I’m ultimately accountable in this case not because I’m the visionary, but because I’m the founder and majority owner. It therefore becomes my responsibility to manage risk and take advantage of opportunities. To do that, I have to not only keep the big picture in mind but be aware of small issues that can hold the company back from that big picture. I need to be able to point to the mountaintop and say, “That’s where we’re going!” but also ask, “Hey, did anyone bring crampons for hiking across the ice on the way?” What I can’t do is let myself get pulled into becoming the chef for the trip. Not because it’s beneath me, but because it will distract my attention from the big picture. “Sorry everyone, I didn’t notice we were off course because I was trying to figure out what’s for dinner.”
Awareness > Accountability
My proposition is that what visionaries need more than accountability is awareness.
I recently became aware that one of my businesses wasn’t getting enough referrals, and we also had high client turnover. To me, that pointed to one primary issue—quality. There was a secondary issue which was that perhaps we were taking on clients that weren’t the right fit. Even in those cases quality was an issue because we couldn’t provide the necessary quality of work for those clients, that’s part of why they weren’t the right fit.
A second issue was cost. Our cost of getting and keeping clients was too high because we spent too much on people. And yet at the same time, we didn’t spend enough on people. That is, we employed people we didn’t need, which kept us from spending enough to get the people we really needed.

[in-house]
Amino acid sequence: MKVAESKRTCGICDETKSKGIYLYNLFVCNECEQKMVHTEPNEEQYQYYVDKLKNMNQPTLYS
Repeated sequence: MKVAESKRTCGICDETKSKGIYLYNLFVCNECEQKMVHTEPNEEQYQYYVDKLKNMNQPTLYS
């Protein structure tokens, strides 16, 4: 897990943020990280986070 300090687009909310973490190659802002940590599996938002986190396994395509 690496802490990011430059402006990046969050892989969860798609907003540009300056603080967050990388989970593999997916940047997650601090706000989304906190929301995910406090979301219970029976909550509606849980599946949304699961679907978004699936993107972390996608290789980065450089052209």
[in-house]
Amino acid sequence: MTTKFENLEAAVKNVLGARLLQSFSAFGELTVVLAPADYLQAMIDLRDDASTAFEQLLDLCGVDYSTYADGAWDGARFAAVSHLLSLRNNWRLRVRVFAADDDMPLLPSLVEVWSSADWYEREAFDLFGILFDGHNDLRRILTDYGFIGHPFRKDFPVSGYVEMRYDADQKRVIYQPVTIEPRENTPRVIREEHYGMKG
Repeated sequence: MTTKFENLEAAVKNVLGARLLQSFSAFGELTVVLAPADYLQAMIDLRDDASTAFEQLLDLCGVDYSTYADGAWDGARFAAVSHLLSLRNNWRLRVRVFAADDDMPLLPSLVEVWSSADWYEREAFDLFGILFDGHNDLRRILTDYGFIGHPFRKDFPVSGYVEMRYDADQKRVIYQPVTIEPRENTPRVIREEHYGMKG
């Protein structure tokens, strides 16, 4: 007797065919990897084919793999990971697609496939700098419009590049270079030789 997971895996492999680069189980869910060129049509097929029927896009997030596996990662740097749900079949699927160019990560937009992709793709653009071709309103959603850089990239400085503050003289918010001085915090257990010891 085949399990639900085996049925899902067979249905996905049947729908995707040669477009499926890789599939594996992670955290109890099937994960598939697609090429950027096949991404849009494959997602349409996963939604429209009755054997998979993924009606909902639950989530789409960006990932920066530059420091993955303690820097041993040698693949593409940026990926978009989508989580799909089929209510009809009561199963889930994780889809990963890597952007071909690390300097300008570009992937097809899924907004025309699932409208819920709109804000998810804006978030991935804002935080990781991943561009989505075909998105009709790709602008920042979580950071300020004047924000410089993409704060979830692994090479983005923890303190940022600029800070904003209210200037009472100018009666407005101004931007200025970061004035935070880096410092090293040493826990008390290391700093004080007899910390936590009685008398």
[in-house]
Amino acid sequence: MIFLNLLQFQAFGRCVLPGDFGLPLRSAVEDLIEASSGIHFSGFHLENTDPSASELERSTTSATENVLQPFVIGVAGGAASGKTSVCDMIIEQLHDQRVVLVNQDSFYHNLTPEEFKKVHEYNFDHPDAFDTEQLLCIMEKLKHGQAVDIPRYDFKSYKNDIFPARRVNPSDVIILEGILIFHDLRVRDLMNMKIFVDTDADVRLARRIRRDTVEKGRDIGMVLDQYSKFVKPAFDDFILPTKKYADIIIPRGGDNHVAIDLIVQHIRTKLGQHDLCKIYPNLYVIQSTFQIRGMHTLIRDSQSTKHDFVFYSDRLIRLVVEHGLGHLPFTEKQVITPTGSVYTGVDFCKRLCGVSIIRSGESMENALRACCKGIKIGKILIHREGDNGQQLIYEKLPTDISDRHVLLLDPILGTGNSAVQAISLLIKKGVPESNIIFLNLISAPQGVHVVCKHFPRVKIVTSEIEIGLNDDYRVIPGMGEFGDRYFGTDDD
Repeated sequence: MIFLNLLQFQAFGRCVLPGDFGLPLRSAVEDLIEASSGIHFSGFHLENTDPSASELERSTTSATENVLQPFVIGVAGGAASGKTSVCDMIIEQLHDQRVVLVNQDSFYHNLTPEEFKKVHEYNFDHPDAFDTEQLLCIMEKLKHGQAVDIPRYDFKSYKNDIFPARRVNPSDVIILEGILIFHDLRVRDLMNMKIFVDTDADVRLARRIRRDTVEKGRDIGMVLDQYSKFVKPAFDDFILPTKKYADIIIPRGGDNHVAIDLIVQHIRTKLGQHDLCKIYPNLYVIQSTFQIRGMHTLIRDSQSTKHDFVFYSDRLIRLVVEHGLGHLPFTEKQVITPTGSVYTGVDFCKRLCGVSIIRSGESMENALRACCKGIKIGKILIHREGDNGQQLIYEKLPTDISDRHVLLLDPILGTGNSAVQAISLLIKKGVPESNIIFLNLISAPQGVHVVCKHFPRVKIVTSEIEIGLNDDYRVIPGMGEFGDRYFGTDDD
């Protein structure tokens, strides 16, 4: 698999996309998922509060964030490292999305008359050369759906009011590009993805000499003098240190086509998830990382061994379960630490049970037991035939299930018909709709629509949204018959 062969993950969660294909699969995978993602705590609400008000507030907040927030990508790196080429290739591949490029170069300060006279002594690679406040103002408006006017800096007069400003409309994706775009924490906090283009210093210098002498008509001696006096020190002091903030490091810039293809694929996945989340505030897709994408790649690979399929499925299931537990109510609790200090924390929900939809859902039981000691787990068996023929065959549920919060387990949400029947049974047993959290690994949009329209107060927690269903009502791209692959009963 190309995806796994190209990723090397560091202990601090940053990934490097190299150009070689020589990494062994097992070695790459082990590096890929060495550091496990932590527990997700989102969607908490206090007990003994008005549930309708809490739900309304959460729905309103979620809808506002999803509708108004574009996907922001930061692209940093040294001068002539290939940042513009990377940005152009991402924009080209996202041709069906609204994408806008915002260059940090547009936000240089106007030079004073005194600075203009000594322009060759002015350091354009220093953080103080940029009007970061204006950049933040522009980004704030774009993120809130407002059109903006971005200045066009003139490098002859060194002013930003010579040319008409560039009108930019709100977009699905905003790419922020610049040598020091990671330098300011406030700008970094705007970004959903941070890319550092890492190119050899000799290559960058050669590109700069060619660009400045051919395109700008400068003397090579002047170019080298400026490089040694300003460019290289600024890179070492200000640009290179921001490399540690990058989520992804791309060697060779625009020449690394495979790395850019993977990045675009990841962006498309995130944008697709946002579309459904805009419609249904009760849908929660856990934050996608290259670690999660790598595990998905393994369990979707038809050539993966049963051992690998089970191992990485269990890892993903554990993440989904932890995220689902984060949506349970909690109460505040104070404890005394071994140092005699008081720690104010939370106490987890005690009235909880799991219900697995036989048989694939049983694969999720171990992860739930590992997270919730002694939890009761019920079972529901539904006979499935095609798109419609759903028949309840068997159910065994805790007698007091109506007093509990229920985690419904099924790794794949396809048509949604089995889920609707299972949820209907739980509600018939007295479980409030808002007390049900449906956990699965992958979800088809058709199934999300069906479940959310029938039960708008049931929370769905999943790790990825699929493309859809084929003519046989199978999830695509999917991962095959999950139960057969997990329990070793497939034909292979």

Our CEO was already aware of these and other issues, and it’s never as simple as saying, “We’ll let the wrong people go and hire the right people.” However, I’m convinced we wouldn’t be working together to handle these issues as quickly had I not become aware of them. After all, the issues were there years before I became aware of them.
Another example is when I first met an individual who ran a partner company we did substantial business with. My first reaction, after meeting him, was “We should hire that guy and put him in charge.” I got pushback, but the seed was planted so that, almost two years later, we began talks with this individual to work together in a closer partnership arrangement that could lead to an acquisition/hiring situation. I’m convinced that opportunity would have been less likely to come up, or be recognized as an opportunity, had I not brought up the idea years before.